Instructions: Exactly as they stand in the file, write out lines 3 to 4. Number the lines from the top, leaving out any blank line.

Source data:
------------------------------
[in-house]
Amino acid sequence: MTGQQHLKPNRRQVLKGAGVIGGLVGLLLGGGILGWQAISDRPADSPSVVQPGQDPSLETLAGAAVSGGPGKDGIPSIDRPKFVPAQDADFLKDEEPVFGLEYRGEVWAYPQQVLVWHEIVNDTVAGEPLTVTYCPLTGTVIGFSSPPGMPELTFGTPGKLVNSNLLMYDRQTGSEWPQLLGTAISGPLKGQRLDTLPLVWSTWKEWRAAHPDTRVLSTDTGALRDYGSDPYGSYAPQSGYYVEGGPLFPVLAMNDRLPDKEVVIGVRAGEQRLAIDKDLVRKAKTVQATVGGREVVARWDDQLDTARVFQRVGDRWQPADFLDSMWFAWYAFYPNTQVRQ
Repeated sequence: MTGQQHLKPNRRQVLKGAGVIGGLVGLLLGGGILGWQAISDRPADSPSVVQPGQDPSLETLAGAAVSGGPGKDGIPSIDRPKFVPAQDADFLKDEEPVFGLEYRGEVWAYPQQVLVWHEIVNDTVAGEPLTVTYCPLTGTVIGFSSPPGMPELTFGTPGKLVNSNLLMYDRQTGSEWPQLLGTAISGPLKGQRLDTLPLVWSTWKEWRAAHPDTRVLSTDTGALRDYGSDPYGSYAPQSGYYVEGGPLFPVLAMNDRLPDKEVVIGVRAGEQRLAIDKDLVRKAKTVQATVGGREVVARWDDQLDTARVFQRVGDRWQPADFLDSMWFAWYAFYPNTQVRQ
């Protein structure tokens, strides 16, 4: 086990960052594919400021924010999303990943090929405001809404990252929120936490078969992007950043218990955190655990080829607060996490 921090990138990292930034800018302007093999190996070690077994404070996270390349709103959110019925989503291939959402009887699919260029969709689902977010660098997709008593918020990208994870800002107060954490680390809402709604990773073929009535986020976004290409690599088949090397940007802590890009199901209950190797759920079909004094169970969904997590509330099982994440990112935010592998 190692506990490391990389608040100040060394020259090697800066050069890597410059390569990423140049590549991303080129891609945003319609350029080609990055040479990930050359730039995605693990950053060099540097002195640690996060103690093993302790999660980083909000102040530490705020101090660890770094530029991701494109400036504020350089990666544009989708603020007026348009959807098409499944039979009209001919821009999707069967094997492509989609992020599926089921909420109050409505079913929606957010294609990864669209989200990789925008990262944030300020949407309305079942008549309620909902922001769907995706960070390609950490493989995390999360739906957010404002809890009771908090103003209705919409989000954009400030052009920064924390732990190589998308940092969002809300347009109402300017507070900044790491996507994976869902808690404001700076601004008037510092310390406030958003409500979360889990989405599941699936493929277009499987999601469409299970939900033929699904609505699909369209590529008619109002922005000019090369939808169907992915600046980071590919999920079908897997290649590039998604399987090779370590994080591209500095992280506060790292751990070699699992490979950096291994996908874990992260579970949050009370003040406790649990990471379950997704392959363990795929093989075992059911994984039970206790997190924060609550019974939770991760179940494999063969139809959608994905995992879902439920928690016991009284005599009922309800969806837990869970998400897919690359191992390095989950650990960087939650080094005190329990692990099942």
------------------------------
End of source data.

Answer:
Repeated sequence: MTGQQHLKPNRRQVLKGAGVIGGLVGLLLGGGILGWQAISDRPADSPSVVQPGQDPSLETLAGAAVSGGPGKDGIPSIDRPKFVPAQDADFLKDEEPVFGLEYRGEVWAYPQQVLVWHEIVNDTVAGEPLTVTYCPLTGTVIGFSSPPGMPELTFGTPGKLVNSNLLMYDRQTGSEWPQLLGTAISGPLKGQRLDTLPLVWSTWKEWRAAHPDTRVLSTDTGALRDYGSDPYGSYAPQSGYYVEGGPLFPVLAMNDRLPDKEVVIGVRAGEQRLAIDKDLVRKAKTVQATVGGREVVARWDDQLDTARVFQRVGDRWQPADFLDSMWFAWYAFYPNTQVRQ
């Protein structure tokens, strides 16, 4: 086990960052594919400021924010999303990943090929405001809404990252929120936490078969992007950043218990955190655990080829607060996490 921090990138990292930034800018302007093999190996070690077994404070996270390349709103959110019925989503291939959402009887699919260029969709689902977010660098997709008593918020990208994870800002107060954490680390809402709604990773073929009535986020976004290409690599088949090397940007802590890009199901209950190797759920079909004094169970969904997590509330099982994440990112935010592998 190692506990490391990389608040100040060394020259090697800066050069890597410059390569990423140049590549991303080129891609945003319609350029080609990055040479990930050359730039995605693990950053060099540097002195640690996060103690093993302790999660980083909000102040530490705020101090660890770094530029991701494109400036504020350089990666544009989708603020007026348009959807098409499944039979009209001919821009999707069967094997492509989609992020599926089921909420109050409505079913929606957010294609990864669209989200990789925008990262944030300020949407309305079942008549309620909902922001769907995706960070390609950490493989995390999360739906957010404002809890009771908090103003209705919409989000954009400030052009920064924390732990190589998308940092969002809300347009109402300017507070900044790491996507994976869902808690404001700076601004008037510092310390406030958003409500979360889990989405599941699936493929277009499987999601469409299970939900033929699904609505699909369209590529008619109002922005000019090369939808169907992915600046980071590919999920079908897997290649590039998604399987090779370590994080591209500095992280506060790292751990070699699992490979950096291994996908874990992260579970949050009370003040406790649990990471379950997704392959363990795929093989075992059911994984039970206790997190924060609550019974939770991760179940494999063969139809959608994905995992879902439920928690016991009284005599009922309800969806837990869970998400897919690359191992390095989950650990960087939650080094005190329990692990099942």